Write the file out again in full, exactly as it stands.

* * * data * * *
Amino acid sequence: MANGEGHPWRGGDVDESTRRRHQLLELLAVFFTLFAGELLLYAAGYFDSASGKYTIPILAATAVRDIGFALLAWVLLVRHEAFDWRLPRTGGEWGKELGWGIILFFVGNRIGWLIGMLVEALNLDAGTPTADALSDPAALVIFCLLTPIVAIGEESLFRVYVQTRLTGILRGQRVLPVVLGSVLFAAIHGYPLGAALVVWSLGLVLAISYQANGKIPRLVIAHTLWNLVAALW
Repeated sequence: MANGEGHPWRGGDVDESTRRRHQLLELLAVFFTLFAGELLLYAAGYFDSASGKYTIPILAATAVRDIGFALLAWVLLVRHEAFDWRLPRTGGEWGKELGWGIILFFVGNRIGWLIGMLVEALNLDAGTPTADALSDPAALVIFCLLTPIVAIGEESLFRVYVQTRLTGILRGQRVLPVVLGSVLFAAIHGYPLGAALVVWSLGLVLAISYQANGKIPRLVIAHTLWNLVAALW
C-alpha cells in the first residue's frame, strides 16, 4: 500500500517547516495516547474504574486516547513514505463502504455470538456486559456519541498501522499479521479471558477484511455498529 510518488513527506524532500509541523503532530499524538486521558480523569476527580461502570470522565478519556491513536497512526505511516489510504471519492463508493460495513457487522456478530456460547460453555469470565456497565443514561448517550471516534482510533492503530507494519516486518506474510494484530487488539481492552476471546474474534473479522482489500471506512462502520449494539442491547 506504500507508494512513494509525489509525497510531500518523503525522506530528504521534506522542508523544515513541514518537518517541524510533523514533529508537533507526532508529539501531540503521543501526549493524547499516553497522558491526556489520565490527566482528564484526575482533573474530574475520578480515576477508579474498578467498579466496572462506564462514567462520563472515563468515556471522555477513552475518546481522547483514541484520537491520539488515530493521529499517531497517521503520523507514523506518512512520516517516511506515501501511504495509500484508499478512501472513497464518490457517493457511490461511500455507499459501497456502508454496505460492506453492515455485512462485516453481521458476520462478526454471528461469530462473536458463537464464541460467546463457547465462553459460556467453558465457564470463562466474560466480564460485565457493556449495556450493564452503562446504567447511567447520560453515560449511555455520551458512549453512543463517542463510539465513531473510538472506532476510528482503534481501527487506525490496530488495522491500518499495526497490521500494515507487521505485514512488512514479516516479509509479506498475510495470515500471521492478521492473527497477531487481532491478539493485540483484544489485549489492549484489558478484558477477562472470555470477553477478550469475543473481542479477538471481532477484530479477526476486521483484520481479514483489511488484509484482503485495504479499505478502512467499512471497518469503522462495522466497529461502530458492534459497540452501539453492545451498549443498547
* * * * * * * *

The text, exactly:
Amino acid sequence: MANGEGHPWRGGDVDESTRRRHQLLELLAVFFTLFAGELLLYAAGYFDSASGKYTIPILAATAVRDIGFALLAWVLLVRHEAFDWRLPRTGGEWGKELGWGIILFFVGNRIGWLIGMLVEALNLDAGTPTADALSDPAALVIFCLLTPIVAIGEESLFRVYVQTRLTGILRGQRVLPVVLGSVLFAAIHGYPLGAALVVWSLGLVLAISYQANGKIPRLVIAHTLWNLVAALW
Repeated sequence: MANGEGHPWRGGDVDESTRRRHQLLELLAVFFTLFAGELLLYAAGYFDSASGKYTIPILAATAVRDIGFALLAWVLLVRHEAFDWRLPRTGGEWGKELGWGIILFFVGNRIGWLIGMLVEALNLDAGTPTADALSDPAALVIFCLLTPIVAIGEESLFRVYVQTRLTGILRGQRVLPVVLGSVLFAAIHGYPLGAALVVWSLGLVLAISYQANGKIPRLVIAHTLWNLVAALW
C-alpha cells in the first residue's frame, strides 16, 4: 500500500517547516495516547474504574486516547513514505463502504455470538456486559456519541498501522499479521479471558477484511455498529 510518488513527506524532500509541523503532530499524538486521558480523569476527580461502570470522565478519556491513536497512526505511516489510504471519492463508493460495513457487522456478530456460547460453555469470565456497565443514561448517550471516534482510533492503530507494519516486518506474510494484530487488539481492552476471546474474534473479522482489500471506512462502520449494539442491547 506504500507508494512513494509525489509525497510531500518523503525522506530528504521534506522542508523544515513541514518537518517541524510533523514533529508537533507526532508529539501531540503521543501526549493524547499516553497522558491526556489520565490527566482528564484526575482533573474530574475520578480515576477508579474498578467498579466496572462506564462514567462520563472515563468515556471522555477513552475518546481522547483514541484520537491520539488515530493521529499517531497517521503520523507514523506518512512520516517516511506515501501511504495509500484508499478512501472513497464518490457517493457511490461511500455507499459501497456502508454496505460492506453492515455485512462485516453481521458476520462478526454471528461469530462473536458463537464464541460467546463457547465462553459460556467453558465457564470463562466474560466480564460485565457493556449495556450493564452503562446504567447511567447520560453515560449511555455520551458512549453512543463517542463510539465513531473510538472506532476510528482503534481501527487506525490496530488495522491500518499495526497490521500494515507487521505485514512488512514479516516479509509479506498475510495470515500471521492478521492473527497477531487481532491478539493485540483484544489485549489492549484489558478484558477477562472470555470477553477478550469475543473481542479477538471481532477484530479477526476486521483484520481479514483489511488484509484482503485495504479499505478502512467499512471497518469503522462495522466497529461502530458492534459497540452501539453492545451498549443498547